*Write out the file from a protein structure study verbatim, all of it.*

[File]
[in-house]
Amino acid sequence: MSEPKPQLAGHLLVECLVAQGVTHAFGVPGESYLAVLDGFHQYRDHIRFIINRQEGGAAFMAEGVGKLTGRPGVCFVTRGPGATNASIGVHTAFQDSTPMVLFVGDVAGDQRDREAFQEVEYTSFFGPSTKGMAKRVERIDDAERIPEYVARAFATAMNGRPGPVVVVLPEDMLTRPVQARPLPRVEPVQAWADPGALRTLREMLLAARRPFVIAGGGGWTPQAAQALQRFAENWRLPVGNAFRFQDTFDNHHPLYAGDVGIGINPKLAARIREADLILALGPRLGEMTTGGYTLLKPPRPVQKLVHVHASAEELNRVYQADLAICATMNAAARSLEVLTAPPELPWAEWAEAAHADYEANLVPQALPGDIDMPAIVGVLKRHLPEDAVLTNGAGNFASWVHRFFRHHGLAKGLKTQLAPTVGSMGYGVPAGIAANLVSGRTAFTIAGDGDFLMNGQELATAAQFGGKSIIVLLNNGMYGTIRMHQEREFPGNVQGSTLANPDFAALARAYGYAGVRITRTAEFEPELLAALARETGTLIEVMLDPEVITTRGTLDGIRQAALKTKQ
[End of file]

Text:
[in-house]
Amino acid sequence: MSEPKPQLAGHLLVECLVAQGVTHAFGVPGESYLAVLDGFHQYRDHIRFIINRQEGGAAFMAEGVGKLTGRPGVCFVTRGPGATNASIGVHTAFQDSTPMVLFVGDVAGDQRDREAFQEVEYTSFFGPSTKGMAKRVERIDDAERIPEYVARAFATAMNGRPGPVVVVLPEDMLTRPVQARPLPRVEPVQAWADPGALRTLREMLLAARRPFVIAGGGGWTPQAAQALQRFAENWRLPVGNAFRFQDTFDNHHPLYAGDVGIGINPKLAARIREADLILALGPRLGEMTTGGYTLLKPPRPVQKLVHVHASAEELNRVYQADLAICATMNAAARSLEVLTAPPELPWAEWAEAAHADYEANLVPQALPGDIDMPAIVGVLKRHLPEDAVLTNGAGNFASWVHRFFRHHGLAKGLKTQLAPTVGSMGYGVPAGIAANLVSGRTAFTIAGDGDFLMNGQELATAAQFGGKSIIVLLNNGMYGTIRMHQEREFPGNVQGSTLANPDFAALARAYGYAGVRITRTAEFEPELLAALARETGTLIEVMLDPEVITTRGTLDGIRQAALKTKQ